"Free Lovin' Woman" by Shanghai HostageReview
I'll hold my hands up & admit that back in March my expectations for having much to write about in this magazine were low and so they have been vastly exceeded by the determination & ingenuity of so many people in the local music scene, confronting & surmounting the difficulties. The result has been so many great releases, many directly or obliquely addressing the pandemic and its implications, culminating this month in so many Christmas gifts for us.
Prominent among the "keep calm & carry on" contingent have been local favourites Shanghai Hostage whose Christmas single "Free Lovin' Woman" was released a few minutes ago.
One aspect of their flexibility has been that this year no two consecutive Shanghai Hostage releases have involved precisely the same lineup (though that might be said of the whole career). This year's "The King" which came out in February was followed by May's COVID19 themed "Mr Motivator" featuring a pared back Hostage team, while now I'm pleased to say that they managed (pre-Lockdown 2) to assemble five musicians at the Tin to record (appropriately distant from each other) with producer Ian Whitehead: Sophie Hadlum (vocals, keyboards & theremin), Richard Brown (bass), Beth Black (guitar left channel) Ian Todd (guitar right channel) and Giles Braid who is drummer for this particular recording only.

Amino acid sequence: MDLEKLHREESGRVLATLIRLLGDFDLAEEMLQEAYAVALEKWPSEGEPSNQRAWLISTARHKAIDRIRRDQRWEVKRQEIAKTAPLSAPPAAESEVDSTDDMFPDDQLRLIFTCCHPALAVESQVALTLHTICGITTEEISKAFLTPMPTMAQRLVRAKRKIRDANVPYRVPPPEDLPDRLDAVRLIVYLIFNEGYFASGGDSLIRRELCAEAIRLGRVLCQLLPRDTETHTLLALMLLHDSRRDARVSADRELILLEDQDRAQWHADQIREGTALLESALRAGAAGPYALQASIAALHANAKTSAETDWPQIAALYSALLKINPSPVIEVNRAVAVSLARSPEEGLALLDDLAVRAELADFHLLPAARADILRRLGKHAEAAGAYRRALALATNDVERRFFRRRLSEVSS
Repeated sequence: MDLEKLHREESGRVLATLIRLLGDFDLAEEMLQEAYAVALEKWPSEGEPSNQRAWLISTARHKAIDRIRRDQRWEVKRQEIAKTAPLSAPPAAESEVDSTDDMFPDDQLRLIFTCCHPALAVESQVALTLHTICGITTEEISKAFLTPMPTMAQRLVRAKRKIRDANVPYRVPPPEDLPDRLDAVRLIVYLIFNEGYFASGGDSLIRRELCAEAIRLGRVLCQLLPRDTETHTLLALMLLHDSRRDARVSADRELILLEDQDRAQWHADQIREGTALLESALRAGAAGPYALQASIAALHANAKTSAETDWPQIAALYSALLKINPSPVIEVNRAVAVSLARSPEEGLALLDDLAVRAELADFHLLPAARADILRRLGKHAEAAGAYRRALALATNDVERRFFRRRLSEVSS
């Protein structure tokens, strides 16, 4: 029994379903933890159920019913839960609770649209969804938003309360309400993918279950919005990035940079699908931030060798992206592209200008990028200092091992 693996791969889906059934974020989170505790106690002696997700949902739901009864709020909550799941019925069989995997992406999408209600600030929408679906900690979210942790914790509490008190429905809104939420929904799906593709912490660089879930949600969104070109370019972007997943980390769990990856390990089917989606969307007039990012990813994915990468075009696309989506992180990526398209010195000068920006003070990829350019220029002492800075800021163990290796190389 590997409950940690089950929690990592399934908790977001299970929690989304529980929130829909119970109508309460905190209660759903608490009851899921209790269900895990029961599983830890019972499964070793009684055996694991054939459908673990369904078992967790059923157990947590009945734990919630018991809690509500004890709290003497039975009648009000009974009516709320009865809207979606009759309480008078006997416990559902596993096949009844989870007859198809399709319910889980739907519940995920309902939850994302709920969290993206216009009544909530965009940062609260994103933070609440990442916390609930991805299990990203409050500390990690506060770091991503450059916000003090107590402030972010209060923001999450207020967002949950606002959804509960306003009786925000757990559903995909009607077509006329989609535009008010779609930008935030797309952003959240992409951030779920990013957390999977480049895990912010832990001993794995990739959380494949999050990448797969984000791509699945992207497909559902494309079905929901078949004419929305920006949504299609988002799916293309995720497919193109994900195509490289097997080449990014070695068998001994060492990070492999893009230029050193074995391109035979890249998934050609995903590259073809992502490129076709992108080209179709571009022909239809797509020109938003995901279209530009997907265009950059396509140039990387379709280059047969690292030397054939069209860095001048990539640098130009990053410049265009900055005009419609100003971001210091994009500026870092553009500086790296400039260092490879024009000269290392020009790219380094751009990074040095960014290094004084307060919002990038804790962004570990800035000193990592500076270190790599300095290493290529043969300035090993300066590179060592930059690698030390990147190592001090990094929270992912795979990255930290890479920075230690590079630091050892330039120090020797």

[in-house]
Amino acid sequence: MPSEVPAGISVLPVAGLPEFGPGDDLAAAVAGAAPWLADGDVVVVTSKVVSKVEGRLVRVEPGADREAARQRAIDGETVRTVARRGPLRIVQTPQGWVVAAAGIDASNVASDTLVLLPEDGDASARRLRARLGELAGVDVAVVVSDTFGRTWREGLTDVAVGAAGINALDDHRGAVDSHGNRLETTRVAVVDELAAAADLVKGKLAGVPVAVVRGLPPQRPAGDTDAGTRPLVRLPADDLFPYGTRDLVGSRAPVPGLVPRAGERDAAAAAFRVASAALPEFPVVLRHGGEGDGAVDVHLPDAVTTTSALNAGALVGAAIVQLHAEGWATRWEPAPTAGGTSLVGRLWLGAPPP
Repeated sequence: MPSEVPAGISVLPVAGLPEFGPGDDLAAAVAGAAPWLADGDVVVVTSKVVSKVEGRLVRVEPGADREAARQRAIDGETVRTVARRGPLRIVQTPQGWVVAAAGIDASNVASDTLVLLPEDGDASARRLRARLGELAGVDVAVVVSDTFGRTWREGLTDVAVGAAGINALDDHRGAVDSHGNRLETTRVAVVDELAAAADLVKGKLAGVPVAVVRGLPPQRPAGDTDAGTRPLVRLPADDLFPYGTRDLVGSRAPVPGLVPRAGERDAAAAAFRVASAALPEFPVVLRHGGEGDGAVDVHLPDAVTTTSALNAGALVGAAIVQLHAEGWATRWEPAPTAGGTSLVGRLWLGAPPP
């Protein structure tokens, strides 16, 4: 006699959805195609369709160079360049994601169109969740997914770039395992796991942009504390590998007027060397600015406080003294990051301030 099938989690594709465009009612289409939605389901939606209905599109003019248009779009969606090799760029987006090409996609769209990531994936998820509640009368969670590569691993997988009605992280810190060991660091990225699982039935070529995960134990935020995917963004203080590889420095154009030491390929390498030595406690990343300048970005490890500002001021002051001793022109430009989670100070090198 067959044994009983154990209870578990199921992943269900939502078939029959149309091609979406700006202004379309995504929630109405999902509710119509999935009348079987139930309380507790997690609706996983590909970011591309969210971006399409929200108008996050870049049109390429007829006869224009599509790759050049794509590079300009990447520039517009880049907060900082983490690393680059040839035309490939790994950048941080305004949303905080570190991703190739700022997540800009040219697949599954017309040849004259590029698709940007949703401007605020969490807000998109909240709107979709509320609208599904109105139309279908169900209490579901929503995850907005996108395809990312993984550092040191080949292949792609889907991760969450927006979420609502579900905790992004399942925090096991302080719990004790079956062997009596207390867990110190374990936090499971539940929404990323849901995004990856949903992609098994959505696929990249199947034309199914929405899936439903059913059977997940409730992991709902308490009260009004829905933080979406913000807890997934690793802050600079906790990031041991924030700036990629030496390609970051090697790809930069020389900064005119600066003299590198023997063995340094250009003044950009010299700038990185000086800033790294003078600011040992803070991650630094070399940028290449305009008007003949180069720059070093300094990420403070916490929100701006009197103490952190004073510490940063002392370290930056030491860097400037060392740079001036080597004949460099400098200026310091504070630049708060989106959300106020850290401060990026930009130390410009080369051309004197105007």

The band are a subtle creative collective & while their forte is good humoured danceable music, as you'll have seen from previous reviews, they excel at multi-layered songs with satire & deeper perspectives being available to listeners who like their music to have depths. "Free Lovin' Woman" naturally offers such profundities in terms of engaging with debates around gender stereotyping & consequent societal expectations & prejudices, sexuality & empowerment. Hypocrisy is identified & taken head on. (It is possible that the song is a feminist riposte to the Johnny Moped punk classic "Hard Lovin' Man", but even if not intended as such, it does the job).
Musically, the sound is a brittle & flinty version of the funk approach which the band regularly use: possibly expressing their attitude to the issues they are discussing, equally possibly an emotional response to the times we are living through: whichever it might be, this is Shanghai Hostage with a harder edge (Sophie minces her words less & less as the track progresses): though of course still eminently danceable. The groove reigns supreme throughout & I like the many little variations & musical surprises they throw in to keep us on our toes.
Check out the (groovy) video for "Free Lovin' Woman" (created by Sophie & Ian) at https://www.youtube.com/watch?v=gYYDm5pgKqc You'll be pleased to hear that although the actors involved seem to not obey social distancing rules, there does appear ample justification.
We need a lot of things at present: good cheer, a chance to dance & an opportunity to be made to think. Shanghai Hostage as always managed to provide all of these in one well wrapped package.